One day in 2016, while doing a ride along with Empress in Brooklyn as an EMT trainee, my partners and I received a call to a nearby low-income housing facility for an adult Hispanic male with an altered mental status and a profuse head bleed. After introducing myself and beginning to tend to his wound, the patient looked me straight in the eyes and repeatedly pleaded, “dinero, dinero.” He did not want help because he knew how expensive his transport in the ambulance would cost. My partners did not have any experience using Spanish, so I was given a unique opportunity to speak with this patient and understand why he did not want transport. This individual did not want to be transported so that he could continue to provide for his daughter. I had learned skills, I had learned assessment, I had learned anatomy and pathophysiology, and yet just as life takes you for turns, so did that ride along.
Back then, when I was fresh out of high school, I had never personally experienced someone not wanting medical care for financial reasons before that day. I had never worried about if my parents could afford my antibiotics when I was sick, or if they could afford an ER visit when I broke my arm. I had always known that medical care was expensive, but growing up in Pleasantville, New York, I had truly not spent much time imagining someone denying necessary care for themselves because he or she could not afford it. I simply had not been exposed to it. My heart broke for him that day. Ever since then, at The University of Tampa, I have been wholeheartedly devoted to learning about social stratification and providing care for those who, with the cards they are sometimes dealt by society due to external forces outside of their control, may not be able to afford it. In my eyes, no one should ever have to wonder, “Will I eat or will I pay for my medication,” especially in the United States of America. Sadly, however, this question is asked by many Americans in our own back yard. Paul Farmer, an American anthropologist and physician put it best when he said, “The idea that some lives matter less is the root of all that is wrong with the world.”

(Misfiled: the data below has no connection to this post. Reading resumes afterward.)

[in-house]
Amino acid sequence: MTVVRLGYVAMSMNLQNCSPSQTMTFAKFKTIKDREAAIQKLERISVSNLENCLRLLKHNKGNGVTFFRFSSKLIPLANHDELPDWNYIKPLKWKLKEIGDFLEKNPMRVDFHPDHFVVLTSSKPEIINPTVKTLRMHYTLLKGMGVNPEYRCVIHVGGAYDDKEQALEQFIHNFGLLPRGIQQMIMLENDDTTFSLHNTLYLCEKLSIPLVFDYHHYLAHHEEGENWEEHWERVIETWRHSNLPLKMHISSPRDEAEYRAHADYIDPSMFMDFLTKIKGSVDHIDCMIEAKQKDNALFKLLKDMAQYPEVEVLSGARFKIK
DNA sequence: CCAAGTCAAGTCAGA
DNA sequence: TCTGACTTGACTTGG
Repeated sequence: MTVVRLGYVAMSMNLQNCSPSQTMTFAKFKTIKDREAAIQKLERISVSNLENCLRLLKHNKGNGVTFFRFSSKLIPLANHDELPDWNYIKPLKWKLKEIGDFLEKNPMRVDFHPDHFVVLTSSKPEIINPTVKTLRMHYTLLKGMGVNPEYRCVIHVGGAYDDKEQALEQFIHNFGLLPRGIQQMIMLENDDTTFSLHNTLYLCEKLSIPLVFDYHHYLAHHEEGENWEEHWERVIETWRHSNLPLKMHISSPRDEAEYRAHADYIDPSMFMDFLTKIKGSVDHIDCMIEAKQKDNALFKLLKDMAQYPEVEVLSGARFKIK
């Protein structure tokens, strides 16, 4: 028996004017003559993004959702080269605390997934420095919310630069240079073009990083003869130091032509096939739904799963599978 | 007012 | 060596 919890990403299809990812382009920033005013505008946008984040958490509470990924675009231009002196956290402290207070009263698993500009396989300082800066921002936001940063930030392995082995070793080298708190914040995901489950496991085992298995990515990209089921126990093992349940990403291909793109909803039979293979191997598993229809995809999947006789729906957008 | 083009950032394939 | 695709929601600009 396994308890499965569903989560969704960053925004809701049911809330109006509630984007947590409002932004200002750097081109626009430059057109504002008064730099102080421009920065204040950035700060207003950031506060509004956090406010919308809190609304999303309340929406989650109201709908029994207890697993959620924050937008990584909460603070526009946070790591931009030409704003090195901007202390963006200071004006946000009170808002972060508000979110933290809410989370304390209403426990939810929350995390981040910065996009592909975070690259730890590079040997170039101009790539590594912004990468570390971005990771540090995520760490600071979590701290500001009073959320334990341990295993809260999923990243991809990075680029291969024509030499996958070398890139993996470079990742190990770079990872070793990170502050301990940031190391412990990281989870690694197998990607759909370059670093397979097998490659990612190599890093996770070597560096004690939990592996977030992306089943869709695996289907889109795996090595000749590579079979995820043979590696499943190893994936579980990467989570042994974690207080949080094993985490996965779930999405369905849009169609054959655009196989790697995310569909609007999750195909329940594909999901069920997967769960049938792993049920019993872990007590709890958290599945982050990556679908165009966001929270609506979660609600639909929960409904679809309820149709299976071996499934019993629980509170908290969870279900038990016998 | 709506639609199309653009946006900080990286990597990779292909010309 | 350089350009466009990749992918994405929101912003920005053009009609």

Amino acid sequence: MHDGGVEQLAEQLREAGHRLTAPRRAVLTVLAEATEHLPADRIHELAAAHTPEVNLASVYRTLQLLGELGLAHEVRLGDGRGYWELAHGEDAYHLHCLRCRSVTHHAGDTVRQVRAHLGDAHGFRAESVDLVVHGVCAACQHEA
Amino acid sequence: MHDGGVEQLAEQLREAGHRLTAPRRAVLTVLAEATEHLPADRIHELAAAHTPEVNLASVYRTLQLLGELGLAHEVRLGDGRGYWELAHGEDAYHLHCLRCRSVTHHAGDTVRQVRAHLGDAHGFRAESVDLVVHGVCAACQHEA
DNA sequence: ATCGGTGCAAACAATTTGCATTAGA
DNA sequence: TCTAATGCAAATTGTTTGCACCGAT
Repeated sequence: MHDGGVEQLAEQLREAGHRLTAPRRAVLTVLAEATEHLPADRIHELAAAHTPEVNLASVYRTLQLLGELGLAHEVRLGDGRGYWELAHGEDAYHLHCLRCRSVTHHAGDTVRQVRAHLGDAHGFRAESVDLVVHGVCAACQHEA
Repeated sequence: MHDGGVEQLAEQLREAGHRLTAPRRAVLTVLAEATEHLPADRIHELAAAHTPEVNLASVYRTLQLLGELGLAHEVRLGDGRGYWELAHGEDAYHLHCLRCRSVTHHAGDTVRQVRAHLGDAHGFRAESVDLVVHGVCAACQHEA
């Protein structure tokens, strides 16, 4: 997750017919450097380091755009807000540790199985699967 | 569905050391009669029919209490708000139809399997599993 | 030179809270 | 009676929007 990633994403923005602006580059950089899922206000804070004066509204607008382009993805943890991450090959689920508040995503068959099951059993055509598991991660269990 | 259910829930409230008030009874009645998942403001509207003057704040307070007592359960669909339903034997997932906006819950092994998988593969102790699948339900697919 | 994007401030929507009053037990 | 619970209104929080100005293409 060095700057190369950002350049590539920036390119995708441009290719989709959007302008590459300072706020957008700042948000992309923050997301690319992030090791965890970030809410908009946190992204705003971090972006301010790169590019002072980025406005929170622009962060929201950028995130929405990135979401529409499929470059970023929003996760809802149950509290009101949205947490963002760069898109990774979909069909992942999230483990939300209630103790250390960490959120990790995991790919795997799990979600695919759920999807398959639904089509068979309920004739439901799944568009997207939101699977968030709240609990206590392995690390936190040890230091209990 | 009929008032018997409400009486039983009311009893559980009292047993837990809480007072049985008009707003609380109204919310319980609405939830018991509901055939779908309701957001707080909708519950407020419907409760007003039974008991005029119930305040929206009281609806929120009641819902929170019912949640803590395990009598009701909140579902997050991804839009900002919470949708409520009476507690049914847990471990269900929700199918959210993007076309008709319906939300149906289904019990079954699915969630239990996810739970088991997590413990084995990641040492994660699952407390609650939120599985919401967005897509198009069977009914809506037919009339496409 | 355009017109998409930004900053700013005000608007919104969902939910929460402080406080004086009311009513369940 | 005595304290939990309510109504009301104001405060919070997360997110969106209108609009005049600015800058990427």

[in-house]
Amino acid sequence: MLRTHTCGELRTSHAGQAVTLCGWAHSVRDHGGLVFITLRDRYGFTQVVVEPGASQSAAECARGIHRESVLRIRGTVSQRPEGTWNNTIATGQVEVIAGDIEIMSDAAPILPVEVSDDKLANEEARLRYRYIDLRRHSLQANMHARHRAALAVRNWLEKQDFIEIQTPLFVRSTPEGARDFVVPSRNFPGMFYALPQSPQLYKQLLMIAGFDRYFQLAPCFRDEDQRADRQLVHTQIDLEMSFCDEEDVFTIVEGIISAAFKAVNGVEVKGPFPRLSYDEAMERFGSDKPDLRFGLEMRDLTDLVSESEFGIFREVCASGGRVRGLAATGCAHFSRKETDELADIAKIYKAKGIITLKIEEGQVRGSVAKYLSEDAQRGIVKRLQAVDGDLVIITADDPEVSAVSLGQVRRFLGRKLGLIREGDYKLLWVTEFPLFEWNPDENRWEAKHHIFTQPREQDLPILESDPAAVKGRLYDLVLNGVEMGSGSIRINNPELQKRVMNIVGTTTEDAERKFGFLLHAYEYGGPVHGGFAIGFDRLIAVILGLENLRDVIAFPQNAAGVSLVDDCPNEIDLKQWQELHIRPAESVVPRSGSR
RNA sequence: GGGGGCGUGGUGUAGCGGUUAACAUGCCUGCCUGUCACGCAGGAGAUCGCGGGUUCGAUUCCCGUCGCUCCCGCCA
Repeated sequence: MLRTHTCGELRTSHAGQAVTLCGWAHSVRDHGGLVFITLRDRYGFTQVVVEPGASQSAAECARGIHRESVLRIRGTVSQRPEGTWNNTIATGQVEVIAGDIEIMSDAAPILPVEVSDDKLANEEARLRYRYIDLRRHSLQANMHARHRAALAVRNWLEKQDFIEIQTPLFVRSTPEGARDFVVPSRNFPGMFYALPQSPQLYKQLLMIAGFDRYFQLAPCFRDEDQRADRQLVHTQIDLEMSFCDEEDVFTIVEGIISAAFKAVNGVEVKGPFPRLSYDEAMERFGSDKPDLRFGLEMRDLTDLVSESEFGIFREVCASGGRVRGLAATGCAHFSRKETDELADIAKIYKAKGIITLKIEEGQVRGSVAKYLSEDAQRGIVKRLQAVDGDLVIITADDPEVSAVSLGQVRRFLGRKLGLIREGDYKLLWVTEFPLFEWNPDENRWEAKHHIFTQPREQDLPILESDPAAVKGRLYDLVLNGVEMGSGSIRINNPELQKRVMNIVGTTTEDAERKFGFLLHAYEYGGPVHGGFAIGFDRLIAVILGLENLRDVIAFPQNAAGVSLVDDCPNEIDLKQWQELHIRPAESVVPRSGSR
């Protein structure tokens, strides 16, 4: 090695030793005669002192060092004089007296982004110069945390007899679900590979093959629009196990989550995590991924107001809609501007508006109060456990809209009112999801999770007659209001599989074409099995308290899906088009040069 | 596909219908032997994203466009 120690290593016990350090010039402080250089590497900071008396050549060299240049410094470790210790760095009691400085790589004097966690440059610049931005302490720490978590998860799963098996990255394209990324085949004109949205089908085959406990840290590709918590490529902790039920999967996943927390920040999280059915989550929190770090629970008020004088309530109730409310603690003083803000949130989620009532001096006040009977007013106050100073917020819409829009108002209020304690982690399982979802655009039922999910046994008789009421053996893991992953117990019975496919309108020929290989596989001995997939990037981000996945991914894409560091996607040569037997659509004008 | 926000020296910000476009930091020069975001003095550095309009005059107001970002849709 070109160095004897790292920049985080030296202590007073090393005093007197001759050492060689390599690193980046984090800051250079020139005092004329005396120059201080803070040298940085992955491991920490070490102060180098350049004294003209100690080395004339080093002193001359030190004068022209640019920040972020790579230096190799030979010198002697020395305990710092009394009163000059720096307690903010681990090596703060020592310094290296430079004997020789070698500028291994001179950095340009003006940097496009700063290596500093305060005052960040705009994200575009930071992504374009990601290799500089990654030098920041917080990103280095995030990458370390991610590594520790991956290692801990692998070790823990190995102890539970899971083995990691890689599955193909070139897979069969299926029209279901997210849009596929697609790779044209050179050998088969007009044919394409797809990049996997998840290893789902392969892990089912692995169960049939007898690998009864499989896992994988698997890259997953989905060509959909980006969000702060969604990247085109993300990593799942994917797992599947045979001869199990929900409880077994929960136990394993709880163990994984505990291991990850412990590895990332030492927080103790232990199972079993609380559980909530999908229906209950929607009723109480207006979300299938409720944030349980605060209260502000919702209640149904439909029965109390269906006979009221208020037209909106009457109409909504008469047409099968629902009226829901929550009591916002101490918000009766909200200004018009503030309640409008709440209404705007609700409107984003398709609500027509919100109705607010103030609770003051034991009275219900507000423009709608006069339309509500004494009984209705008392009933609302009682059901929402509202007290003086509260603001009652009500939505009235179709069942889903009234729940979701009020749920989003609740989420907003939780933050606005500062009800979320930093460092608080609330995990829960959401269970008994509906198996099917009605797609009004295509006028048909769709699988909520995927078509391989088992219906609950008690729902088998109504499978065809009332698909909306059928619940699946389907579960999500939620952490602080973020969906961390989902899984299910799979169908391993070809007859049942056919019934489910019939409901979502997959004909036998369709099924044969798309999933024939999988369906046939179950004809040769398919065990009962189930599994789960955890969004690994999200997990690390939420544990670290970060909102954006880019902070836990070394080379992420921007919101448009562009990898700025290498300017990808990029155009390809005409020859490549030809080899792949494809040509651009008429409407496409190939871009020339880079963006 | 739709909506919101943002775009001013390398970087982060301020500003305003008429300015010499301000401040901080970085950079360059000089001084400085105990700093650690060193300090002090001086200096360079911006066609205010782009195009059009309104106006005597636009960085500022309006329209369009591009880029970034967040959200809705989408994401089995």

I began my journey at the University of Tampa as a biology major, taking solely biology and chemistry courses. Of course, these classes are critical to becoming a well learned nurse, but they fall short. I had not taken a single course related to human beings unless I actively sought them out beyond my major. This experience left a very sour taste in my mouth. There were no courses on caring for people or even about people. I feel that is the very basis for medical treatment, and everything else should come next. Everything changed for me when I took my first ever sociology course – introduction to sociology. I became a sociology major for this reason exactly. I learned that I could become a great nurse and a household name in the homes of many with an undergraduate degree studying sociology. I became enamored by learning about systematic inequality and how to change it, especially in the health care field. As a nurse and eventual nurse practitioner, I will bring forth an immense amount of cultural competency I have gained through my sociology major. I believe everyone should study sociology, especially if endeavoring into the health care field. Through my education, I believe I am spilling over with empathy for people from all walks of life. Empathy by definition is the ability to understand and share feelings of another. Synonyms of this term are ‘affinity with’, ‘rapport with’, ‘understanding of’, and ‘togetherness’ to name a few. For this reason, I cannot think of a better quality in a nurse. I understand how identities intersect and how cultures impact health and decision making. This is essential to giving complete, patient-centered care. I mean, how could you without understanding the fundamental causes of health inequalities? Different cultural beliefs and values influence a patient’s view of health, wellness, care, acceptance of and adherence to treatment, and even death. I cannot think of another major that truly challenges you to look outside of yourself and makes you a better person. When we do not deal with disparities, then what we are doing is denying people an opportunity to give back to the world. I want to be a nurse because health is everything. You have nothing if you do not have your health. You cannot do the things that matter. You cannot help other people. All of the best experiences I have had in my lifetime are because I have been lucky enough to be healthy and because of my opportunities I have been given. I want other people to be able to see the beautiful sights I have seen, feel the warmth of the sun on their face like I have felt, and have the opportunity to make a difference and touch people’s lives like I have had the privilege to, through studying sociology.